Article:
The best electronic chromatic tuner is the Korg OT-120 Wide 8 Octave Chromatic Orchestral Tuner. The Korg OT-120 uses a physical needle for precise, responsive feedback. It can be adjusted to pick up the range of any musical instrument. It's the most versatile handheld tuner.
"Pocket" tuner is not an official category, but rather our name for inexpensive electronic chromatic tuners designed for routine use by musicians. They are easy to use and generally small, though not all will fit in a pocket. They are low cost, from $10 to $150. For example, the Korg CA-40 Large Display Auto Chromatic Tuner
pictured here has everything most musicians need for under $25. Higher priced units add features and detect more octaves. Most pocket tuners use the needle display or its variants; many add lights for more feedback; a few use strobes. Most low cost pocket tuners reliably detect octaves in the middle ranges. Most wind and string instruments tune within that range, but the higher and lower octaves in pianos and marimbas may need more robust models such as the Korg OT-120 described below. Inexpensive pocket tuner displays with only lights or low-resolution LCD needles may not provide enough precision for some uses. Useful features to look for are the ability to be calibrated, play tones through a built-in speaker, or add an external contact microphone such as the Korg CM-100L Clip On Contact Microphone For Tuners Advanced tuners may offer alternate temperaments or have transposition switches for instruments tuned to different keys. Special types of pocket tuners include:
Guitar TunersElectronic guitar tuners are often simple for maximum portability and ease of use. Note that some dedicated electronic guitar tuners may not be full chromatic tuners; they may only tune the notes that guitar players need. They may have features specific to guitars and bass, such as dropped semi-tones. More advanced models have the ability to select tunings other than the EADGBE standard or chord finders. Highly rated guitar tuners include the very compact Korg GA1 Guitar and Bass Tuner; but for a few dollars more, the Korg GA-40 Large Display Guitar and Bass Tuner adds a larger display and a sound-out jack. If you want to buy an electronic tuner labeled for guitars to tune other things, make sure you read the description carefully. The tuning features of most basic guitar tuners can be replicated by full chromatic tuners.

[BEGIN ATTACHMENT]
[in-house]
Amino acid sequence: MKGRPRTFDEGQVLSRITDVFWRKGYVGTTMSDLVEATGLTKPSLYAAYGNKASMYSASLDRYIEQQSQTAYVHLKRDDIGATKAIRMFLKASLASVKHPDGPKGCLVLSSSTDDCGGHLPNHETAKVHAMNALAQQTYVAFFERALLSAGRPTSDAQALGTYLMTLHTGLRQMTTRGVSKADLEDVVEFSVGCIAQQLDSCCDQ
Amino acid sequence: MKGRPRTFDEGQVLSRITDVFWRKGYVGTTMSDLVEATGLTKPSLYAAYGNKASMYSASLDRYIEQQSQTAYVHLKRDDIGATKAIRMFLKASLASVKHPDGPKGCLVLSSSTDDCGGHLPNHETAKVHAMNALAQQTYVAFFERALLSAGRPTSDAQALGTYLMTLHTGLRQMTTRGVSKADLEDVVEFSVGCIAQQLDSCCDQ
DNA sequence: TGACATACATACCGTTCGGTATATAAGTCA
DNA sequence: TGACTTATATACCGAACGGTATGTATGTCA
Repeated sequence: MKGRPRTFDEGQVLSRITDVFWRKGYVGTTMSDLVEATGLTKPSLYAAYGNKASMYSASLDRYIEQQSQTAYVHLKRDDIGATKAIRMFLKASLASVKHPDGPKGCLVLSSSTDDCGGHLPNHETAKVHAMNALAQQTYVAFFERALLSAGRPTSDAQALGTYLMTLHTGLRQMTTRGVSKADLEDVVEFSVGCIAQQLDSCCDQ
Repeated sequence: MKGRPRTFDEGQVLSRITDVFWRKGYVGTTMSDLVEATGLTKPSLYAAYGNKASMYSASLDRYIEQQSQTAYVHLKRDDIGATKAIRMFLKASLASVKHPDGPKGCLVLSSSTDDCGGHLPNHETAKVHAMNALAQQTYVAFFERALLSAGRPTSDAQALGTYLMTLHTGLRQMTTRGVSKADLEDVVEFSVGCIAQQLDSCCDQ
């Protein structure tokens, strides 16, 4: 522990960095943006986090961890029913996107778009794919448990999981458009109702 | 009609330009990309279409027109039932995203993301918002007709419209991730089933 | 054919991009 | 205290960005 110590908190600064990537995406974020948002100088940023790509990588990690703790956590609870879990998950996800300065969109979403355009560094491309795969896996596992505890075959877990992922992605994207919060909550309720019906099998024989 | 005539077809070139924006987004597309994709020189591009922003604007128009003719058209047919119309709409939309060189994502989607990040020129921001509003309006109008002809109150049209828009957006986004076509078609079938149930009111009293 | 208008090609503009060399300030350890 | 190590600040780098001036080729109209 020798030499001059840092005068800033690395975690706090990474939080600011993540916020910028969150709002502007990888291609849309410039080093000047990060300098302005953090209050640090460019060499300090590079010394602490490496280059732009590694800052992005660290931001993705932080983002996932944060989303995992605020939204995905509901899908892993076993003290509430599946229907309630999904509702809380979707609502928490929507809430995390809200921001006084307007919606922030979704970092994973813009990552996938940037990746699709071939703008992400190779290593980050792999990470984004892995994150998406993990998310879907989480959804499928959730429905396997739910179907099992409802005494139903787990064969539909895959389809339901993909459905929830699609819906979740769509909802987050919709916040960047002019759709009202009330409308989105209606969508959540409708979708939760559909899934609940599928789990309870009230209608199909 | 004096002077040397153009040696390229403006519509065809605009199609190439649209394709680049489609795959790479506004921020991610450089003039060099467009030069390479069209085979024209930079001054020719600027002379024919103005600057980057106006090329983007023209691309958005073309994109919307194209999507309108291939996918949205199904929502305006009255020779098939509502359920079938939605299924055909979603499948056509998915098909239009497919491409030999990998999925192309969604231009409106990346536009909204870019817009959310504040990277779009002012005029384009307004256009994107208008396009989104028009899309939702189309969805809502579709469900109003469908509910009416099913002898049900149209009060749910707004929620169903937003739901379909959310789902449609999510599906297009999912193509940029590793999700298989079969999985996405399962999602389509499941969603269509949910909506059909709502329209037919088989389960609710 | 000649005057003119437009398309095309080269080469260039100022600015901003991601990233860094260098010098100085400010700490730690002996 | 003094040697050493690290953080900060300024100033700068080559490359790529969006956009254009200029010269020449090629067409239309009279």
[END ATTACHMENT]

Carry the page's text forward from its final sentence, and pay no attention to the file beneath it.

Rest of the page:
Pedal TunersPedal tuners are used on stage by guitarists and other stringed instrumentalists. The electronic tuner rests on the floor and is used with a "pick-up" mic wired directly the instrument; this eliminates ambient sound. The player has the option of muting or turning off amplification so that he or she can tune without disturbing the audience or other band members. Other features are geared to stage settings, such as extra-bright displays visible outdoors and "bypass" mode which takes the tuner out of the amplification circuit during normal playing. See the Korg Pitchblack True Bypass Chromatic Tuner Pedal as an example.
Clip-on TunersThis modification of the basic pocket electronic tuner clips directly to the neck or bell of the instrument. It "hears" by using direct contact to sense the vibrations of the instrument itself. All tuners function better the closer to the source; this is about as close as one can get. This reduces the interference of ambient sounds, and like a pedal tuner can be used silently on a noisy stage. Feature sets vary, but these tuners tend to be simple to keep the size down. Most models emphasize string and guitar, and can be left attached while playing. Many wind instuments can use them, though the positioning can get tricky. The Intelli IMT500 Clip-on Chromatic Digital Tuner for Strings is a popular example; Korg's entry is the AW2G Clip-on Chromatic Guitar Tuner.
If you need the accuracy of a contact mic, but want or already have a standard handheld unit, many tuner brands offer contact mic as an add-on, such as the Korg CM-100L Clip On Contact Microphone that works with tuner with an audio input jack.